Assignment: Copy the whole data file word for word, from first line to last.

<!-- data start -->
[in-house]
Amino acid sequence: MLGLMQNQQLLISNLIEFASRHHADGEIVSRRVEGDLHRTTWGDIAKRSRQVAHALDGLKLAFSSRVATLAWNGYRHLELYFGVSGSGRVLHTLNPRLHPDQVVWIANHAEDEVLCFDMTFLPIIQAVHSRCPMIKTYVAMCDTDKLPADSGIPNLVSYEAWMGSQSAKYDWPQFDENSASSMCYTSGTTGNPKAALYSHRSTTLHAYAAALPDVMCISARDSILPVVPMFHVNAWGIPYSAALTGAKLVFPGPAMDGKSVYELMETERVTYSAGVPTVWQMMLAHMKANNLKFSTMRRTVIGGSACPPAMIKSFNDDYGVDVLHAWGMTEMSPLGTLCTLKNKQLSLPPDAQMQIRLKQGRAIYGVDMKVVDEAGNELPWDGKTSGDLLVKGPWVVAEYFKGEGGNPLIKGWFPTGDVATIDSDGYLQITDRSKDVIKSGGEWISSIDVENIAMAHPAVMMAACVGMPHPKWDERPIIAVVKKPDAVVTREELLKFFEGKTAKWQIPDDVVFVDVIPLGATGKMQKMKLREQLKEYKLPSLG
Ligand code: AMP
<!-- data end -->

[in-house]
Amino acid sequence: MLGLMQNQQLLISNLIEFASRHHADGEIVSRRVEGDLHRTTWGDIAKRSRQVAHALDGLKLAFSSRVATLAWNGYRHLELYFGVSGSGRVLHTLNPRLHPDQVVWIANHAEDEVLCFDMTFLPIIQAVHSRCPMIKTYVAMCDTDKLPADSGIPNLVSYEAWMGSQSAKYDWPQFDENSASSMCYTSGTTGNPKAALYSHRSTTLHAYAAALPDVMCISARDSILPVVPMFHVNAWGIPYSAALTGAKLVFPGPAMDGKSVYELMETERVTYSAGVPTVWQMMLAHMKANNLKFSTMRRTVIGGSACPPAMIKSFNDDYGVDVLHAWGMTEMSPLGTLCTLKNKQLSLPPDAQMQIRLKQGRAIYGVDMKVVDEAGNELPWDGKTSGDLLVKGPWVVAEYFKGEGGNPLIKGWFPTGDVATIDSDGYLQITDRSKDVIKSGGEWISSIDVENIAMAHPAVMMAACVGMPHPKWDERPIIAVVKKPDAVVTREELLKFFEGKTAKWQIPDDVVFVDVIPLGATGKMQKMKLREQLKEYKLPSLG
Ligand code: AMP